The SNP has certainly always had its cult-like qualities. Public argument is almost as rare in the SNP as it is in Sinn Féin. But the familiar internal discipline has been breaking down. The high profile Salmond supporter Joanna Cherry has been sacked from her frontbench role. Jockeying for Holyrood nominations has been ruthlessly factional. Salmond’s pushback against the SNP’s chief executive, Peter Murrell, who is married to Sturgeon, has wider sympathy.
But it is a very high risk venture. Support for Salmond’s approach among the SNP’s younger members is thin. Only 14% of SNP voters think he has generally told the truth in the dispute with Sturgeon. Some see him as a political suicide-bomber attacking the cause. The affair offers ridicule or infamy, even if he gets his pound of flesh. But by hammering away at the SNP’s centralism and loyalism, Salmond is landing damaging blows.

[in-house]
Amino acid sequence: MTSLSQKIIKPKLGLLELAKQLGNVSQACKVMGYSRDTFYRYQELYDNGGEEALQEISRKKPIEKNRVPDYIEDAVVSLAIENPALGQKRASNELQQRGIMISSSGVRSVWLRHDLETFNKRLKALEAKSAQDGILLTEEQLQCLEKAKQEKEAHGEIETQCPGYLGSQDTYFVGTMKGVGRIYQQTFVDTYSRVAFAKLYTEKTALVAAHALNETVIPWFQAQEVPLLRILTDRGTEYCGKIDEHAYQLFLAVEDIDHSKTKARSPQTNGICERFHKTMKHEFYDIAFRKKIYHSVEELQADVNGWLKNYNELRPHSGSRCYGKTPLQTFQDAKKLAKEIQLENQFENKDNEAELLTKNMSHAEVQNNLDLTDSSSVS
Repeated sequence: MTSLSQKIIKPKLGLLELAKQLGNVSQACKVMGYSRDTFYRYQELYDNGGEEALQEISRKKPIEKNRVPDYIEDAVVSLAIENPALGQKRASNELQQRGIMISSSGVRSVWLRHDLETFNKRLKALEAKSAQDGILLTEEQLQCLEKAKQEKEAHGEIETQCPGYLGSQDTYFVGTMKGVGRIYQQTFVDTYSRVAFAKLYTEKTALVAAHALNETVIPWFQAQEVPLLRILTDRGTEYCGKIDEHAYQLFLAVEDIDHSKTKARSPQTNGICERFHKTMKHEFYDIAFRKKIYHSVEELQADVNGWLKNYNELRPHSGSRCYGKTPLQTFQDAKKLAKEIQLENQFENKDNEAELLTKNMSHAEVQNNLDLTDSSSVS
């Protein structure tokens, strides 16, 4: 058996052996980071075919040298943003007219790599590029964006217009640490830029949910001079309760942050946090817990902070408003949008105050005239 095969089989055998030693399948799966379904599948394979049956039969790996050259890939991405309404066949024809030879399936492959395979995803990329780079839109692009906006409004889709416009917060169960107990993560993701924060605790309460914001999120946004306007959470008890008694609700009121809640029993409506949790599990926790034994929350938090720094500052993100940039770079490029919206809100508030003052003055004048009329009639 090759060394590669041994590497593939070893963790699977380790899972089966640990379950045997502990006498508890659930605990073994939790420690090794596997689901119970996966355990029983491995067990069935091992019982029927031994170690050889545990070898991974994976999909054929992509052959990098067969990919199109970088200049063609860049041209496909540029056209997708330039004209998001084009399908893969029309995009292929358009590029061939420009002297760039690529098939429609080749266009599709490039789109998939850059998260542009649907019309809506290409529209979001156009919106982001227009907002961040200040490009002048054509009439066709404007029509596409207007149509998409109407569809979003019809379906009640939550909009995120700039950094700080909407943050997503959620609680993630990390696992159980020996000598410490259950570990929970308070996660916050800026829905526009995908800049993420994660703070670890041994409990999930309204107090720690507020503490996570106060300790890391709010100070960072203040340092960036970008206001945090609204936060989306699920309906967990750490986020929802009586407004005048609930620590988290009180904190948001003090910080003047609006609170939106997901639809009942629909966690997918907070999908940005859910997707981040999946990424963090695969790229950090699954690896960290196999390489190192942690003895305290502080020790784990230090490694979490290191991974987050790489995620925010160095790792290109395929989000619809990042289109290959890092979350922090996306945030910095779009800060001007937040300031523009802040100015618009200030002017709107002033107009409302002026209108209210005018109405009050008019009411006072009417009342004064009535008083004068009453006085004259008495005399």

Thus far, Salmond’s efforts have not significantly hurt the SNP’s standing. Support for independence still commands a majority, though there was a dip last week. The number of Scots who think Sturgeon has been telling the truth in her argument with her predecessor is higher than Salmond’s figure of 13% – yet it is only 30%. Most people don’t know or don’t care much. Right now, most are more concerned about Covid than the SNP’s divisions.
Nevertheless the political clock is ticking and this could change. The committee is under pressure to report before Holyrood dissolves for campaigning ahead of the 6 May Scottish parliament election. Meanwhile, the Hamilton report is expected in mid-March. The destructive potential of the issues should not be underestimated. If Salmond succeeds in ousting Sturgeon, or even if he damages her badly – which he may, whether he ousts her or not – the political consequences will still be big.
Scotland goes to the polls in 10 weeks’ time for an election in which calls for a referendum on leaving the UK will be front and centre of the SNP campaign. With Sturgeon already riding high in the polls for her handling of the Covid pandemic, and support for independence continuing to run strongly, a convincing SNP victory has long been baked into political planning in both Edinburgh and London.